On March 14, 2014, the 1st Battalion, 321st Airborne Field Artillery Regiment deactivated at Stang Field after 18-years of distinguished service since being reactivated in 1996, and set the conditions for composite artillery battalions across the 82nd Airborne Division.

The lineage of 1st Battalion, 321st Airborne Field Artillery Regiment begins with the Great War and ended in 1986, after 69 years of honorable and distinguished service.  However, the Warrior battalion would not remain dormant for long and only ten years after its de-activation; the battalion was re-activated for service in 1996.  1st Battalion, 39th Field Artillery was re-designated to 1st Battalion, 321st Airborne Field Artillery Regiment and served as the world’s only airborne 155mm field artillery battalion in the world.  Since its reactivation, the Battalion has been tasked with mastering the art and science of dropping 155mm howitzers from the sky and providing cannon fires for a forced entry operations.  This unique and challenging mission has forced the Battalion to continually innovate, adapt, and become the premiere subject matter experts for airborne artillery operations.

To fulfill its mission, the Warrior battalion was tasked with learning and mastering how to air drop the massive M198 155mm Howitzer, which weighed a staggering 17,500lbs.  This skill set would serve as the foundation for the spirit of the Warrior battalion, hardened by dropping the massive M198 from the sky and fearlessly descending on it to provide fires from the drop zone.  Mastering these lethal skills would set the conditions for success as the field artillery adopted a lighter and more capable 155mm Howitzer, the M777, and as the Army transitioned to a modular force.

The Warrior battalion fielded the M777 in 2008 and continued to serve as the Army’s only airborne 155mm Howitzer battalion.  The lighter weapon system provided many tactical and technical advantages over its predecessor that made the Warrior battalion all the more lethal.  The M777 is half the weight of the M198 and required less than half of the manpower to emplace.  It also provides a digital capability that greatly improves accuracy and efficiency.  These added advantages proved pivotal as it coincided with a need for 155mm Howitzer support within the 82nd Airborne Division.

The unique relationship between the 18th Fires Brigade (Airborne), the Warrior Battalion’s higher headquarters, and the 82nd Airborne Division enabled the Army’s only airborne 155mm Howitzer battalion to provide its specialized skill set to the Army’s Global Response Force (GRF).  The ability to conduct an airborne assault with 155mm Howitzers enabled the ground force commander to engage the enemy well beyond the range of a 105mm Howitzer and shape the deep fight.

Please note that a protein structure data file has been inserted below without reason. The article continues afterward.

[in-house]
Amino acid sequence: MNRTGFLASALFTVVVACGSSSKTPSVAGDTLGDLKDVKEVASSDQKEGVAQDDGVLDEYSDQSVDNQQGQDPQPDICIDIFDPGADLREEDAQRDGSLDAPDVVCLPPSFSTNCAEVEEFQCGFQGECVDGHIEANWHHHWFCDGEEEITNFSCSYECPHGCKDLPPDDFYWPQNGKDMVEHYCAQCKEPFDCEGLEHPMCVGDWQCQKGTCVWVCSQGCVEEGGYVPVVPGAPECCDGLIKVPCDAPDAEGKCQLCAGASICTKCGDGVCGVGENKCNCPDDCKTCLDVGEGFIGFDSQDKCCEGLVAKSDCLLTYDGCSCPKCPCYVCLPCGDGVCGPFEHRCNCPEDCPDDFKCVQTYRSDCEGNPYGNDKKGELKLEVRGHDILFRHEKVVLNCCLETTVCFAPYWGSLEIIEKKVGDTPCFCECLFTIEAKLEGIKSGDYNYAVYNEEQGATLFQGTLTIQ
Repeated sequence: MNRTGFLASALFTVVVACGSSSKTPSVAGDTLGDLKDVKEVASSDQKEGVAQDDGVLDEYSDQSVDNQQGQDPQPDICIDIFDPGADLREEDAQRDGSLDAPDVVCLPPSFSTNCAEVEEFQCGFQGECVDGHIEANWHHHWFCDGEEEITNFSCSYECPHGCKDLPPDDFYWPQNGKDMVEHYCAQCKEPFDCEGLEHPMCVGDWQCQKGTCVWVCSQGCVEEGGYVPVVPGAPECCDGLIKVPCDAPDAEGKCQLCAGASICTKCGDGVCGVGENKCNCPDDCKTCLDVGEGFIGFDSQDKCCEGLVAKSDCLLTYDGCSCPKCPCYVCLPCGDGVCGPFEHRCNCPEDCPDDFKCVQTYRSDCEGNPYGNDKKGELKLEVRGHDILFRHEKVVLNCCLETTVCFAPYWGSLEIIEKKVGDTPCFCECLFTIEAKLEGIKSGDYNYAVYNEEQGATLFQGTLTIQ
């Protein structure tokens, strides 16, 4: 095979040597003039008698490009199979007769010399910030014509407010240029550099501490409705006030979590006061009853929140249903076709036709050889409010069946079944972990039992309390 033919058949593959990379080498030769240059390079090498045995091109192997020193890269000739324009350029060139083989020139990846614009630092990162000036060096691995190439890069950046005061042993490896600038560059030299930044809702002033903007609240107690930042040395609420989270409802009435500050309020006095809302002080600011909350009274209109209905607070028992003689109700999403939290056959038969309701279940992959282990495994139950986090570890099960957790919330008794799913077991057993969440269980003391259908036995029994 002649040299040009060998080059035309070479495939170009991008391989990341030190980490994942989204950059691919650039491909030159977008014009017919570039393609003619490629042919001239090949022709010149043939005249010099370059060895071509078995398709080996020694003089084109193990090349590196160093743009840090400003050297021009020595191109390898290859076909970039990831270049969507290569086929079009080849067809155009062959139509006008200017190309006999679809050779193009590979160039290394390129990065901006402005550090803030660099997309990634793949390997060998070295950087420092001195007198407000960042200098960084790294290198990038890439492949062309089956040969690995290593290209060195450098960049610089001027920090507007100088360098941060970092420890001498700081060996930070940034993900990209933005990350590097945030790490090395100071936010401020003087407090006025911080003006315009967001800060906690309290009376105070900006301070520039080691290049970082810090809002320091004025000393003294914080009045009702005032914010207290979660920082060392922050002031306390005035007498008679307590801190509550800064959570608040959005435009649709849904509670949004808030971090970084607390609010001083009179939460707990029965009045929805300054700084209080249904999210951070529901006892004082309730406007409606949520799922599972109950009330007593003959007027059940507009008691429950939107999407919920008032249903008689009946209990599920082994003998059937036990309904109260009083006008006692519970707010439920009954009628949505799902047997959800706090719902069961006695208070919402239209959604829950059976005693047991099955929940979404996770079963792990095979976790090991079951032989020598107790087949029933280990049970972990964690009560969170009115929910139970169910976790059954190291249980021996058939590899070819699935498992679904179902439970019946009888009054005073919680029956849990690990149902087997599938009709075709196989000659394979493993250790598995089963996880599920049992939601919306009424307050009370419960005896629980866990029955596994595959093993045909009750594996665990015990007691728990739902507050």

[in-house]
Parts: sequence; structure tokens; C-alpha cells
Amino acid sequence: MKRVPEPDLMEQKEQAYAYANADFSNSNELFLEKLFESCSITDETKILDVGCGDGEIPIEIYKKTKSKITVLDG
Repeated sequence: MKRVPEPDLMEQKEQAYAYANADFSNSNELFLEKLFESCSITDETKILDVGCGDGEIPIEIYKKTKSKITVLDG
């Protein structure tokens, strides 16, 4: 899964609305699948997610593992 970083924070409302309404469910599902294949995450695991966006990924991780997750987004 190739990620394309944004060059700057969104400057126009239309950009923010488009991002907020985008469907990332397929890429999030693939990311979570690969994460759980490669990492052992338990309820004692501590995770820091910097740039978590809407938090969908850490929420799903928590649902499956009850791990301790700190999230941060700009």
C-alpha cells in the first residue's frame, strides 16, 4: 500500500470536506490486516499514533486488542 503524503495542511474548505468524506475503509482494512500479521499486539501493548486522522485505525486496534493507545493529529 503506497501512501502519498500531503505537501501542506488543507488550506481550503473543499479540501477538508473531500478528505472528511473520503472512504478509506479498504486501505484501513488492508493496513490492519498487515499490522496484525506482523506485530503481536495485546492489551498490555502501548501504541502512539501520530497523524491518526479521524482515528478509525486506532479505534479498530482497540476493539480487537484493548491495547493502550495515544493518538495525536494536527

This relationship continued to grow as the Warrior battalion became a staple in the GRF package.  It meant that the battalion was required to maintain the capability to deploy two howitzer sections anywhere in the world.  The battalion participated in countless Joint Operational Access Displays (JOADs) and Joint Operational Access Exercises (JOAX) that highlighted the unique capability the Warrior battalion brought to the fight and validated the need for 155mm howitzers into the GRF package.

The Warrior Battalion’s role in the GRF package helped paved the way for integration of medium 155mm Howitzer into Airborne and light infantry Brigade Combat Teams (BCT).  Through countless field problems, heavy drops, and airborne operations, the battalion validated the integration of light and medium artillery into a composite framework.  This hybrid capability resonated so soundly with the brigade combat team commanders and Army leaders that it inevitably worked its way into an updated force modularization plan, or BCT 2020.

The BCT 2020 Concept signaled the end for the 1st Battalion, 321st Airborne Field Artillery Regiment.  While the unit Headquarters and Forward Support Company have deactivated, the unit legacy lives through its sister Battalions.  The firing Batteries from the battalion re-flagged as Charlie battery for 1st, 2nd, and 3rd battalions of the 319th Airborne Field Artillery Regiments, integrating the lethality and power of 155mm artillery as an internal asset to their brigade combat team

With all the firing Batteries within the battalion re-flagged as Charlie batteries by November of 2013, the Battalion quickly shifted its emphasis from being the subject matter experts on 155mm airborne operations to deactivating with professionalism and honor.  In addition to this, the battalion also conducted several key events that highlight the importance of the Warrior battalion and maintain its legacy.  Warrior Paratroopers conducted one final airborne operation on February 25, 2014, prior to having a passing of the regimental colors ceremony, and passed the regimental colors to its sister battalion.  Lastly, the battalion conducted one final operation, which was on March 14, 2014 at 1400 hours when the unit cased its colors on Stang Field and officially deactivated.  While the unit is no more, the spirit of the Warrior is lives on through the thunderous cracks of 155mm artillery exploding in the Sand Hills of Fort Bragg.  The 1st Battalion, 321st Airborne Field Artillery Regiment Colors remain ready for when the nation calls for a storied red-leg unit to again rally Soldiers.